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Doolittle Raid

From 06:00 GMT April 24th to 06:00 GMT April 25th

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The famous B-25 raid over Japan on April 18th 1942 was led by Lieutenant Colonel James Harold "Jimmy" Doolittle. It was originally conceived by a Navy Captain, Francis Low, the Assistant Chief of Staff for anti-submarine warfare. He was sure that the twin-engined Army bombers could be launched from an aircraft carrier. He came to that conclusion after watching the naval airfield in Norfolk, Virginia, where the runway was painted with the outline of a carrier deck for landing practice.

9th Aircraft # 40-2303 - "Whirling Dervish"

The mission was intended to bolster American morale and to show the Japanese they were not as invincible as they thought they were in the early months of the war.

Doolittle was a famous civil aviator and he held a Science Doctorate in Aeronautics from the prestigious M.I.T. university and as such he was chosen to command the mission. The plan was to bring carrier borne bombers to within 650 km (400 miles) from Japan preferably to the south-southeast, with targets being the industrial areas in Tokyo, Yokahama, Nagoya and Osaka-Kobi areas.

Preparation went ahead and the B-25 was chosen although the Martin B-26 Marauder, the Douglas B-18 Bolo and the Douglas B-23 Dragon were also considered. Every plane was modified to be able to accommodate additional fuel which came to about 1100 gallons or 4100 liters. This was done by installing an additional 275 gallon leak proof tank within the bomb bay top and a 175 gallon flexible rubber tank in the passageway above the bomb bay. Various changes and weight reduction measures were done in order to make the aircraft lighter. This allowed the planes to reach 2,400 nautical miles (4,400 km) with a 2,000-pound (910 kg) bomb load.

The test flight, with two B-25s from the aircraft carrier Hornet, was done on the 3rd of February 1942. After successful tests, the project was put into full swing. All the crews were volunteers, chosen from the 17th Bomb Group (Medium), the first group to receive B-25s. Each bomber had a crew of five.

Doolittle's B-25 launching from Hornet, 18 April 1942.

On April the 1st 1942, 16 bombers and their crews were loaded on the aircraft carrier Hornet, on April the 2nd, the Hornet sailed. A few days later, the Hornet and Task Force 16, met with Task Force 18 led by the aircraft carrier Enterprise which was providing close air and sea support. On the 18th of April in the early morning the Task Force was discovered by the Japanese picket boat No. 23 Nittō Maru some 1200 km (750 miles) from Japan. This was over 300 km (200 miles) further than planned but Doolittle made a decision to launch the bombers immediately.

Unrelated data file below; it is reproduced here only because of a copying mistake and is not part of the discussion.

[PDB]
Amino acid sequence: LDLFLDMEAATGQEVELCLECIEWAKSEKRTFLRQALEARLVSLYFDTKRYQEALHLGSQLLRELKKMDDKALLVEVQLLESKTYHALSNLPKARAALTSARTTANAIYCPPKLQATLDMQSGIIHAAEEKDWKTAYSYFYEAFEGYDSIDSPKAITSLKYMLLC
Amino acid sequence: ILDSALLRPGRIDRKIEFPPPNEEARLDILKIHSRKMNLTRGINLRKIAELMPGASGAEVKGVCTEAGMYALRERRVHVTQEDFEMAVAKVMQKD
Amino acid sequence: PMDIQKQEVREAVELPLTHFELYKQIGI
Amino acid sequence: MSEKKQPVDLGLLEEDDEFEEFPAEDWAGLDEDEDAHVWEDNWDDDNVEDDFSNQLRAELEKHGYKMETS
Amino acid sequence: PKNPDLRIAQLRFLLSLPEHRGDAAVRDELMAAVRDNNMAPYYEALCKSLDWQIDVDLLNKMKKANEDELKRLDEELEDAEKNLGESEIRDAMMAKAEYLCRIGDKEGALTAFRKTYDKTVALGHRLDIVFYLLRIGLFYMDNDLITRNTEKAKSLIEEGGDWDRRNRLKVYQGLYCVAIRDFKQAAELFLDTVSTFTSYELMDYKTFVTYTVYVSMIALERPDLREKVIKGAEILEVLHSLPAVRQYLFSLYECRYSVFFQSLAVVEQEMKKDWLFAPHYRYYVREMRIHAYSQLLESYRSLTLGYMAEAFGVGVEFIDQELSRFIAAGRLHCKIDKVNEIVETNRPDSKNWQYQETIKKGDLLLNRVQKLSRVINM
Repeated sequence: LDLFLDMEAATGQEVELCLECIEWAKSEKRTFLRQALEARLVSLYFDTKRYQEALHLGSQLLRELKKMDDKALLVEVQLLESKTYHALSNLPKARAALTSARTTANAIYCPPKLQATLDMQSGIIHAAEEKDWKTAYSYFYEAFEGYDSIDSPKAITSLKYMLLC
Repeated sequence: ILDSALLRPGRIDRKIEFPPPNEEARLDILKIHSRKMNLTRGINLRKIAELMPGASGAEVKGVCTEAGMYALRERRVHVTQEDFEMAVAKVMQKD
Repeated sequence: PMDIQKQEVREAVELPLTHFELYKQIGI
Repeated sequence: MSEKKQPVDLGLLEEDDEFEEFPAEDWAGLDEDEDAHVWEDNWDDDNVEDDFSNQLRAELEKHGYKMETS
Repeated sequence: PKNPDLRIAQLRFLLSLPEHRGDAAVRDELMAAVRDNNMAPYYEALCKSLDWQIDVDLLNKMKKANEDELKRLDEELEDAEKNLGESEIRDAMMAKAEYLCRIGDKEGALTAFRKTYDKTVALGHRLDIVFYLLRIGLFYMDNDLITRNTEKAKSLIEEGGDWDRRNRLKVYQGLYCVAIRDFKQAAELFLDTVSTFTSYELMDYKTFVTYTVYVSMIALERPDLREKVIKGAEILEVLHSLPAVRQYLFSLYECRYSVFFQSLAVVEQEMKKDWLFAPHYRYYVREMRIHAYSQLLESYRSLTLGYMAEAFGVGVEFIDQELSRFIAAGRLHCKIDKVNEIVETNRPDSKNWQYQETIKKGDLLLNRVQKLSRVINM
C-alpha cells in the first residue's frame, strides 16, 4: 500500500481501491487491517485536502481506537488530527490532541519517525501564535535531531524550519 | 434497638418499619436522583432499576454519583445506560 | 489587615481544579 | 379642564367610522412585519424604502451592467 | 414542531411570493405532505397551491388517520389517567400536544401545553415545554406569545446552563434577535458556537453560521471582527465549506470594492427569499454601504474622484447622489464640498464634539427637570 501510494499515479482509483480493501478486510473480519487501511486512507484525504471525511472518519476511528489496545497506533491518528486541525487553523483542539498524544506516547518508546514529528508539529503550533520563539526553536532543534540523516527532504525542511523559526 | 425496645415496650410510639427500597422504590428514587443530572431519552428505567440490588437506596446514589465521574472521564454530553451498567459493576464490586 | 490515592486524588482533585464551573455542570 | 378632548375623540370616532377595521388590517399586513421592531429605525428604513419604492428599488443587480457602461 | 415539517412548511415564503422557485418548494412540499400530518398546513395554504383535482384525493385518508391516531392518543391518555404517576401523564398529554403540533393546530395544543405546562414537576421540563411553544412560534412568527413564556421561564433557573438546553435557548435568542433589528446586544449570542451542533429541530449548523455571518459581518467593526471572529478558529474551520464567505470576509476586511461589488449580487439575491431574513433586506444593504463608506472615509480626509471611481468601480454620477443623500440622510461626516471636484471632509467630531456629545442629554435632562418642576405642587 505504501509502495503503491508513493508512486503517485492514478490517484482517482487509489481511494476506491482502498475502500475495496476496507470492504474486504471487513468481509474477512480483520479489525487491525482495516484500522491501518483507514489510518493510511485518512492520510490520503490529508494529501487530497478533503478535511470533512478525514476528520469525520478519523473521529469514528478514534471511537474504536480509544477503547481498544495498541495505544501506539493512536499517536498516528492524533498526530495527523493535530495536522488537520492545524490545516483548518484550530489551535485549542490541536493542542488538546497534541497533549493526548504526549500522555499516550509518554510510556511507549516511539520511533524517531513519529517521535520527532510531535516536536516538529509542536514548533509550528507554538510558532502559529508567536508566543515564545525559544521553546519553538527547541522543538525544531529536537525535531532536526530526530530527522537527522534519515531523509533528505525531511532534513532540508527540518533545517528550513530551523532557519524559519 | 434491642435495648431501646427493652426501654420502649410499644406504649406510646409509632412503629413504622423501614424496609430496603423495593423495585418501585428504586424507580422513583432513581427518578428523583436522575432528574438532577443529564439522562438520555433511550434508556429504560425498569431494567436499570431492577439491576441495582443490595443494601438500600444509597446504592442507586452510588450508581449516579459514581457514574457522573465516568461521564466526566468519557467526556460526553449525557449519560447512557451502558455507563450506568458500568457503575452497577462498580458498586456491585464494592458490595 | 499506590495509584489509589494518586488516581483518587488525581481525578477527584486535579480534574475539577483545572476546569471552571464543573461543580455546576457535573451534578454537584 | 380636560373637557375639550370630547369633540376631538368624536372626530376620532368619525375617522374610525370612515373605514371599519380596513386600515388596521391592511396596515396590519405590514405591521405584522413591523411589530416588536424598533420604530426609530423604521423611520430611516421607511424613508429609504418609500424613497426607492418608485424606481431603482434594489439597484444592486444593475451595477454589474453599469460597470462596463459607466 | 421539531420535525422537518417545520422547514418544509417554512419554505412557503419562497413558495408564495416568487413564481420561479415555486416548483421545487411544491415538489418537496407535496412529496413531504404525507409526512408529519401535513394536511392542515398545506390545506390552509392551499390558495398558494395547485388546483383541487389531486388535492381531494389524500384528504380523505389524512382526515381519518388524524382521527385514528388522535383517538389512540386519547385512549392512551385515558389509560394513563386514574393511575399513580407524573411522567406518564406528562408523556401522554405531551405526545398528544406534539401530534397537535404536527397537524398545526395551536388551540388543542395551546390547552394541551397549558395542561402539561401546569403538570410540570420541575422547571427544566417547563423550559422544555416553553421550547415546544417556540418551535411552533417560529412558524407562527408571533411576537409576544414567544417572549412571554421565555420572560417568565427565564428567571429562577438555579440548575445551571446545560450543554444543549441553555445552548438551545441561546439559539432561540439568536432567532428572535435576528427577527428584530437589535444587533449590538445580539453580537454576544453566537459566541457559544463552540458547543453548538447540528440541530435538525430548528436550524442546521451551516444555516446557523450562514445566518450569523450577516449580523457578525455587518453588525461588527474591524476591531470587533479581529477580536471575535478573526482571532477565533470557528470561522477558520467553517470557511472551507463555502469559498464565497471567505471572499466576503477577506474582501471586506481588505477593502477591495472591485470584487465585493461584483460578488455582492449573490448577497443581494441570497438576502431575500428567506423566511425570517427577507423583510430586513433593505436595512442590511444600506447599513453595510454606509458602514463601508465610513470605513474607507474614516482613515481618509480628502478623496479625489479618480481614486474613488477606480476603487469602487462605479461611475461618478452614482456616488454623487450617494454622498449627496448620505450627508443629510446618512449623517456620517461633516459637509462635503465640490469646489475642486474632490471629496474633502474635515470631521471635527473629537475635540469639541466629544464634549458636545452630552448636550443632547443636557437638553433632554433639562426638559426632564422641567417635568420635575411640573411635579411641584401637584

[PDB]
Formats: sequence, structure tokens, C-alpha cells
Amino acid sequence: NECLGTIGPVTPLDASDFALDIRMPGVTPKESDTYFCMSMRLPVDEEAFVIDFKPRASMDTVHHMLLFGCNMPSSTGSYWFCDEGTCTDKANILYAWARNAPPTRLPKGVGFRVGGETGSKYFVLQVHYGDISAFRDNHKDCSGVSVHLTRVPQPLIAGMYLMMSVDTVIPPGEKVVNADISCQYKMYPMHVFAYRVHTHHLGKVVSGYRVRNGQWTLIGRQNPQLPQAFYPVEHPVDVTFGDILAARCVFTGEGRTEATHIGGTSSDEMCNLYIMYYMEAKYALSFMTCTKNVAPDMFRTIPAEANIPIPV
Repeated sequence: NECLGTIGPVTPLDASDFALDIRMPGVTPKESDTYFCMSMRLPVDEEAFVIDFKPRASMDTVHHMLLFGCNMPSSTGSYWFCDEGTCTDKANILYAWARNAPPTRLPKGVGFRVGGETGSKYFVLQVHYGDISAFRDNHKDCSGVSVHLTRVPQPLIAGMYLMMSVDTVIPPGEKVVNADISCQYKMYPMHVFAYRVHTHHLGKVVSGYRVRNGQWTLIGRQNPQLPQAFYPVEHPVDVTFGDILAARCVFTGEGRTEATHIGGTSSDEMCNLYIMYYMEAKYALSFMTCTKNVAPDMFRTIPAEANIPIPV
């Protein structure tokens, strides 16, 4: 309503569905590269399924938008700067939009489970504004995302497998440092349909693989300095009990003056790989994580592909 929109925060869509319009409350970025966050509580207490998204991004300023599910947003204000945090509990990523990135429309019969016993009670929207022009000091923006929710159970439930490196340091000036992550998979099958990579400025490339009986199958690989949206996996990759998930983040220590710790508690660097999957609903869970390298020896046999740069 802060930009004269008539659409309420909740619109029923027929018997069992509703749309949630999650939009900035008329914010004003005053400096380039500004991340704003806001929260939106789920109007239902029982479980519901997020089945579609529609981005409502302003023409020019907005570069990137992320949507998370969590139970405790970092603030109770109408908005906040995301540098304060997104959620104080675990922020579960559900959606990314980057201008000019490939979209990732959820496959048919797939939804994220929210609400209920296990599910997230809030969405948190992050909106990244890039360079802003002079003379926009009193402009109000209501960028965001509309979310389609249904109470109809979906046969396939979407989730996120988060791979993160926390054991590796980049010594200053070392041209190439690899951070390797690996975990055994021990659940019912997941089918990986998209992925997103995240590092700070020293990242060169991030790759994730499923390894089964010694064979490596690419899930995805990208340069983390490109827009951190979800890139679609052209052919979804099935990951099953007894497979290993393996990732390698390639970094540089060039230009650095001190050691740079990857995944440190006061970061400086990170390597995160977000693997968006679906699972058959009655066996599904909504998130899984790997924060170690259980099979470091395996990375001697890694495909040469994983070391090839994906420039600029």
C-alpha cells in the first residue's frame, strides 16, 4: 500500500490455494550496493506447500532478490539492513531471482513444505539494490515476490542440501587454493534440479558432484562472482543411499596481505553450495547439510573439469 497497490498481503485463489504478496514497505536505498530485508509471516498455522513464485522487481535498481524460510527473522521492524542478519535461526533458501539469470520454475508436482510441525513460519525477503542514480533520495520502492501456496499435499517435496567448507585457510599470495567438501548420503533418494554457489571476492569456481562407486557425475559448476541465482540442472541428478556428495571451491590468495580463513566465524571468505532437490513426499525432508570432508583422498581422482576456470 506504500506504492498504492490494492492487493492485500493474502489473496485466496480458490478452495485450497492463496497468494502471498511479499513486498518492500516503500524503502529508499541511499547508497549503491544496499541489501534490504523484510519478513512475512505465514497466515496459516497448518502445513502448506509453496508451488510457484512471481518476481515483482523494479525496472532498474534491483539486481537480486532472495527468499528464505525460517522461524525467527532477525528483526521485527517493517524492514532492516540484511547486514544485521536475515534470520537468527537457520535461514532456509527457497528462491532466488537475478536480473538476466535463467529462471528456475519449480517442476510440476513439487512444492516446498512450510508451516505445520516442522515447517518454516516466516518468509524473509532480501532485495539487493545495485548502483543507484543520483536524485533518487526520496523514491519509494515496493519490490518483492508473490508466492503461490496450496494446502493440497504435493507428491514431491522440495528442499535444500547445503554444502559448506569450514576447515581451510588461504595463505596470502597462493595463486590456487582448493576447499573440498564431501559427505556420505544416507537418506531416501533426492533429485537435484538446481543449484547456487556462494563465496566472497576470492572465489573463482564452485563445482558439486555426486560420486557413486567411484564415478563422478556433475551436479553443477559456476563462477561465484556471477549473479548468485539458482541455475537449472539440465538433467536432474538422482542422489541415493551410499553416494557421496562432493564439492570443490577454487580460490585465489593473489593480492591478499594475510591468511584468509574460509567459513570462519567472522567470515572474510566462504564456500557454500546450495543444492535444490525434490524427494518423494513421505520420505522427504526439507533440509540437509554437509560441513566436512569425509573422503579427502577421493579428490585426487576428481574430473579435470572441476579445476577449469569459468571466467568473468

16 bombers, each armed with four 500 pound (225 kg) bombs - three high explosive and one incendiary - successfully took off and flew towards their targets in groups of two and four before going solo, they flew at treetop  level. The aircraft began to arrive at their targets around noon Tokyo time, and while some of the planes encountered anti air fire and few enemy fighters not a single bomber was shot down. They bombed the military and industrial targets in Tokyo, Yokohama, Yokosuka, Nagoya, Kobe and Osaka.

After the bomb runs, the aircraft changed course and 15 went towards China while one B-25 whose fuel consumption was very high, was forced to fly towards the Soviet Union. From 80 crew members, 69 managed to get to safety whilst 3 were killed exiting their plane at night and a further eight were captured by the Japanese. Four of them died and four managed to survive captivity.

While making very little economic impact, the bombing was important as a big morale boost for Americans and a shock to the Japanese. This attack was the catalyst for a Japanese decision to attack Midway which was the point in the war when Japanese lost their initiative.

War Thunder team

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